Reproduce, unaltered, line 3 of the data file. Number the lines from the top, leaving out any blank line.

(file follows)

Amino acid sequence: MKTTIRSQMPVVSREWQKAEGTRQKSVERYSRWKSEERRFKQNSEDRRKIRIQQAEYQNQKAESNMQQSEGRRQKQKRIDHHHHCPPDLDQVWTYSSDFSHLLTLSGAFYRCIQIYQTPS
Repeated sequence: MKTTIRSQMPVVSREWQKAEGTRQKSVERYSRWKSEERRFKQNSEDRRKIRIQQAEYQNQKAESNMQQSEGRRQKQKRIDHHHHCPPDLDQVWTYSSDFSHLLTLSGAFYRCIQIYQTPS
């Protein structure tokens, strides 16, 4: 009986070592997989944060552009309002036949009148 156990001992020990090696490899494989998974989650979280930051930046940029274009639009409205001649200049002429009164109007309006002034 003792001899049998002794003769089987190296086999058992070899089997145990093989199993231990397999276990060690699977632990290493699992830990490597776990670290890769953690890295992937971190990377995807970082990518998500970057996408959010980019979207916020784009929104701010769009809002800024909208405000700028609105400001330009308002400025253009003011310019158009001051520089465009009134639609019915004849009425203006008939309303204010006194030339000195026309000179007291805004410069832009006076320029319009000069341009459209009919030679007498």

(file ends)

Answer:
């Protein structure tokens, strides 16, 4: 009986070592997989944060552009309002036949009148 156990001992020990090696490899494989998974989650979280930051930046940029274009639009409205001649200049002429009164109007309006002034 003792001899049998002794003769089987190296086999058992070899089997145990093989199993231990397999276990060690699977632990290493699992830990490597776990670290890769953690890295992937971190990377995807970082990518998500970057996408959010980019979207916020784009929104701010769009809002800024909208405000700028609105400001330009308002400025253009003011310019158009001051520089465009009134639609019915004849009425203006008939309303204010006194030339000195026309000179007291805004410069832009006076320029319009000069341009459209009919030679007498």